Sunday, September 18, 2011

Movie with Abe: Happy, Happy

Happy, Happy
Directed by Anne Sewitsky
Released September 16, 2011

There’s something about a blanket of snow that just helps to enhance the feel of a film. The snow doesn’t have to be malicious, as in “First Snow,” or help to cover up violent acts, as in “Fargo.” In some cases, it can just help to isolate, to make it so that there might as well only be a few people alive in the world. In “Happy, Happy,” this year’s Oscar submission for Best Foreign Film from Norway, two couples live in adjacent homes far from anyone else, and their interactions become anything but normal as their private lives are slowly revealed in the most fascinating of manners.

Mike Leigh’s Sally Hawkins-led “Happy-Go-Lucky” is a good point of reference from which to frame Kaja, the protagonist of “Happy, Happy.” Like Hawkins’ Poppy, Kaja is eternally bubbly and talkative, determined to see the best in any situation. But unlike Poppy, Kaja’s optimism is not impermeable, since she is covering up an immense loneliness due to her husband Erik’s refusal to touch her and her spirit of adventure not being fulfilled. The arrival of neighboring couple Sigve and Elisabeth brings out a whole range of emotions in Kaja that, at least temporarily, helps her to find some joy in other people.

“Happy, Happy” boasts a cast of characters of only four adults, but they’re all incredibly intriguing and well-defined personalities, as portayed by the strong Scandivian actors in the roles. Agnes Kittelsen is mesmerizing as the sunny Kaja, whose eyes and body language convey a yearning for excitement. Joachim Rafaelsen is icy and distant as Erik, but still manages to make the character three-dimensional. Henrik Rafaelsen presents a laidback front as Sigve that helps to put the rest of the characters as ease, and it’s clear that he’s capable of taking himself seriously even if he sometimes makes the wrong choices. Maibritt Saerens quickly establishes Elisabeth as an elitist snob of sorts, but that just makes her character all the more dynamic and enticing.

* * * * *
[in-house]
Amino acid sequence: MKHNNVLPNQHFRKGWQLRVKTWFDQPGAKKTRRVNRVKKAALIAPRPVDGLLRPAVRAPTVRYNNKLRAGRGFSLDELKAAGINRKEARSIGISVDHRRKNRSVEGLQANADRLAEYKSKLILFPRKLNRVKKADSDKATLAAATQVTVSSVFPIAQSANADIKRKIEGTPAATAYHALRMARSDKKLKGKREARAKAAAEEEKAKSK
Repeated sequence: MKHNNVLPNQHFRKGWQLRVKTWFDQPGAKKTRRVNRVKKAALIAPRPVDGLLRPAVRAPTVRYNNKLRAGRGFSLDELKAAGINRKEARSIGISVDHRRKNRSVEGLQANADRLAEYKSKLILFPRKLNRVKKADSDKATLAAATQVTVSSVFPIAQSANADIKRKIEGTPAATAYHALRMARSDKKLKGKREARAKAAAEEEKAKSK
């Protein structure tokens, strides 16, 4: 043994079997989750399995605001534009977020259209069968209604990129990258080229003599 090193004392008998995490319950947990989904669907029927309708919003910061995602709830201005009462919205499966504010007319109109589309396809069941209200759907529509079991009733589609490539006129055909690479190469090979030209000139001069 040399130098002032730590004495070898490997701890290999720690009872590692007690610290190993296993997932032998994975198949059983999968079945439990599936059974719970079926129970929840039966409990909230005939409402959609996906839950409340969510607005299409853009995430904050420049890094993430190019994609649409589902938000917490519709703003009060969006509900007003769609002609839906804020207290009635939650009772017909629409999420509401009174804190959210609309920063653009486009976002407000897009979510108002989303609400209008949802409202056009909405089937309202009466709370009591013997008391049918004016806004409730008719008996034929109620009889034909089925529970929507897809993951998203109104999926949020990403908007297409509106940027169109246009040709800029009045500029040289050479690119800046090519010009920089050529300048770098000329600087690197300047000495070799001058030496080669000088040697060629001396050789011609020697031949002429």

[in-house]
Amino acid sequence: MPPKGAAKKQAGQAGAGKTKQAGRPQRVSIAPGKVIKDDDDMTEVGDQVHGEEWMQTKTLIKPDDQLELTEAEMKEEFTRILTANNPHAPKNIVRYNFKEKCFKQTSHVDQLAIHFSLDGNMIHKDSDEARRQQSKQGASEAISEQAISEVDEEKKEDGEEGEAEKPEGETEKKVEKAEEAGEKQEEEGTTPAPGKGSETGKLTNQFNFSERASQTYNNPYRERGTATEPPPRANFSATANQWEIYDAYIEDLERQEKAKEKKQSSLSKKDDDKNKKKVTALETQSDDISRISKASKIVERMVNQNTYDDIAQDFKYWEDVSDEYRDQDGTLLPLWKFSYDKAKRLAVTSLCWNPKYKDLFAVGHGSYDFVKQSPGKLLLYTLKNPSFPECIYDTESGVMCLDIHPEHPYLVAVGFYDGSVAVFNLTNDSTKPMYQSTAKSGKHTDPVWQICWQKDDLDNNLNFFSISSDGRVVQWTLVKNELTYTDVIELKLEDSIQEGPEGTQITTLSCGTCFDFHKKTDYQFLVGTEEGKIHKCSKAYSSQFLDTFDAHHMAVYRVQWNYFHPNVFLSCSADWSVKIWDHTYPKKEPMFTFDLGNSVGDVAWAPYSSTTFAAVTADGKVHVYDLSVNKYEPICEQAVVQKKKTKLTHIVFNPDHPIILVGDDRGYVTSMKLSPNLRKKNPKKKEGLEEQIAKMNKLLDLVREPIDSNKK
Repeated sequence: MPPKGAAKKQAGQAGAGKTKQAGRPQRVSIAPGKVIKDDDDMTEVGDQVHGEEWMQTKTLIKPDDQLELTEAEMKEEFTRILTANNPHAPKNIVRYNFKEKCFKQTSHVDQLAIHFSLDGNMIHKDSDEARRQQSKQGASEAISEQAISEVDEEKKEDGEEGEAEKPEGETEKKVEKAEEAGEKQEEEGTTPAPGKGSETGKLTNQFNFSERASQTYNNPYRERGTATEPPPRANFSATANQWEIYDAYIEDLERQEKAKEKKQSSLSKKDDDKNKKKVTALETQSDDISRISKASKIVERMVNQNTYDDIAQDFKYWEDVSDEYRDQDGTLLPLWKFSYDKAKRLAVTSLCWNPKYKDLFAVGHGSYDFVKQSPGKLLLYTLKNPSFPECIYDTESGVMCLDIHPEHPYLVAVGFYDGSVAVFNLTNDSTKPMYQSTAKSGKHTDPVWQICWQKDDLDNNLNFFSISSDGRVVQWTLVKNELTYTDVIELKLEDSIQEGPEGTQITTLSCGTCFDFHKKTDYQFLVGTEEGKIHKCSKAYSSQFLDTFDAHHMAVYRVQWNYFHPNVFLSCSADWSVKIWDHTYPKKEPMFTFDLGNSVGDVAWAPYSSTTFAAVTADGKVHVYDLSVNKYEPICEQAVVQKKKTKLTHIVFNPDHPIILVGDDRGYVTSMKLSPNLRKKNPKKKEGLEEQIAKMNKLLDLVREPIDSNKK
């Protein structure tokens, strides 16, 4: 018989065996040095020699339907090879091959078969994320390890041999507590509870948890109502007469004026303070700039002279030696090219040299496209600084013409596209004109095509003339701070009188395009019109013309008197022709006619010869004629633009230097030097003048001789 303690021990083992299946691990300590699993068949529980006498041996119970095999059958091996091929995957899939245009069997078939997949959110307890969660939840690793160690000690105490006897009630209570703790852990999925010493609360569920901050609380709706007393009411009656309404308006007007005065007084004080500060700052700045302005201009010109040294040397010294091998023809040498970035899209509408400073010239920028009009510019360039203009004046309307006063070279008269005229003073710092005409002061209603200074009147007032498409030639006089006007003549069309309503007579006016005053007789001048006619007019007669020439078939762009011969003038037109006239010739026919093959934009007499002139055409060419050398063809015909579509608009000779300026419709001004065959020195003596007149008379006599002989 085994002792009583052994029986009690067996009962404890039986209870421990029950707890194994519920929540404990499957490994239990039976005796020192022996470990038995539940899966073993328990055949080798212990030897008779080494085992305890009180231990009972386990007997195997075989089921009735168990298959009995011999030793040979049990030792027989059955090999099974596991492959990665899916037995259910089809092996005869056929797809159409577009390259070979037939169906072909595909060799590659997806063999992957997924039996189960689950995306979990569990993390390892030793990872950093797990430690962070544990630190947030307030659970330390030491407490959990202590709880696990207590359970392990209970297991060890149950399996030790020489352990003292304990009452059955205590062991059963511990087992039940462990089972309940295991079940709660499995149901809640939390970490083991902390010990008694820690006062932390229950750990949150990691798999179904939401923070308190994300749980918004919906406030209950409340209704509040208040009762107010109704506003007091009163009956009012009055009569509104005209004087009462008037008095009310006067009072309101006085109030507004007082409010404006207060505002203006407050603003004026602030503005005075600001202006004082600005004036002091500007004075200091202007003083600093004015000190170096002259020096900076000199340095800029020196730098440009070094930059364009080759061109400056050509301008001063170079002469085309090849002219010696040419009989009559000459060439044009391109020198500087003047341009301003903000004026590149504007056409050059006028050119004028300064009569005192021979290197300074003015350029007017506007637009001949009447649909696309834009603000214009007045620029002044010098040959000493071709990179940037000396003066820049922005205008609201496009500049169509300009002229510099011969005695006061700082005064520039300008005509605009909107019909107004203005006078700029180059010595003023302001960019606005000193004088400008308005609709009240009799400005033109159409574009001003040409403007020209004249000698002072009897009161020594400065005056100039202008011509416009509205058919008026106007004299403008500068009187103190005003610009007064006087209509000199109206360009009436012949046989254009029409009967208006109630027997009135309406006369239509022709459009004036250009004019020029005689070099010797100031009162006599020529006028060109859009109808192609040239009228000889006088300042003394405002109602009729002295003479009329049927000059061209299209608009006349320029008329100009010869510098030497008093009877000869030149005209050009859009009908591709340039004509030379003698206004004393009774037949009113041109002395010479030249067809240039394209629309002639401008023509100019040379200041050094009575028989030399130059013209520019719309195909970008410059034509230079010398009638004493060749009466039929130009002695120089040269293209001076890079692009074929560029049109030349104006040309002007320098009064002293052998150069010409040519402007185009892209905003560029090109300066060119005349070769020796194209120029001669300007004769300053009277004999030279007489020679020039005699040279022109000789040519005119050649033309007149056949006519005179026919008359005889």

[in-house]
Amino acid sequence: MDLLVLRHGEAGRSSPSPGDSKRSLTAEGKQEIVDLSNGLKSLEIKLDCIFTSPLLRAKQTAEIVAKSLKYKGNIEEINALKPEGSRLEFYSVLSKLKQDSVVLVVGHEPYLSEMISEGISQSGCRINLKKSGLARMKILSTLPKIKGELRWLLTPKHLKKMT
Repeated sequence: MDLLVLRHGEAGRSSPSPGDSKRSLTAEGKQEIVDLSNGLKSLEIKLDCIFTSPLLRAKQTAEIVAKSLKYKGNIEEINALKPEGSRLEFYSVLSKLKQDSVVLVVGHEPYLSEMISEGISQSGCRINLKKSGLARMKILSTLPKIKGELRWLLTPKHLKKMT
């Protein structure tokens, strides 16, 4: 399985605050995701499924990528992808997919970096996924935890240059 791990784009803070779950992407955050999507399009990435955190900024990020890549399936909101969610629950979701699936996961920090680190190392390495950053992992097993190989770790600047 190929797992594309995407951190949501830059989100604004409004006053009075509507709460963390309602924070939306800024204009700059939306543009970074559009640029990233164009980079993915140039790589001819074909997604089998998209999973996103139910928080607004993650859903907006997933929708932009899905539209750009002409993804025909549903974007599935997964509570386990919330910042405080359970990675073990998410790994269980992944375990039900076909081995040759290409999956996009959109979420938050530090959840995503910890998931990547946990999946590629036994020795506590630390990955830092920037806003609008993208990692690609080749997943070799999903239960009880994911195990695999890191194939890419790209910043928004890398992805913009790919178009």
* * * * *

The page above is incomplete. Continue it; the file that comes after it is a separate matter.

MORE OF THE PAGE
In the background of the marital mixing and matching that inevitably happens with the adults, there is a disturbing subplot involving the couples’ children, wherein Kaja and Erik’s son Theodor pretends that Ethiopian-born Noa, adopted son of Sigve and Elisabeth, is his slave. It’s most notable for the fact that the parents, concerned far too much with their own intersecting lives, seem entirely oblivious to it. That tidbit casts the film in the wrong light, since it is very much an layered, engaging and often entertaining portrait of two couples searching for something that they aren’t able to give each other. Nestled comfortably in the peacefulness of snow, it’s all the more moving and enjoyable.


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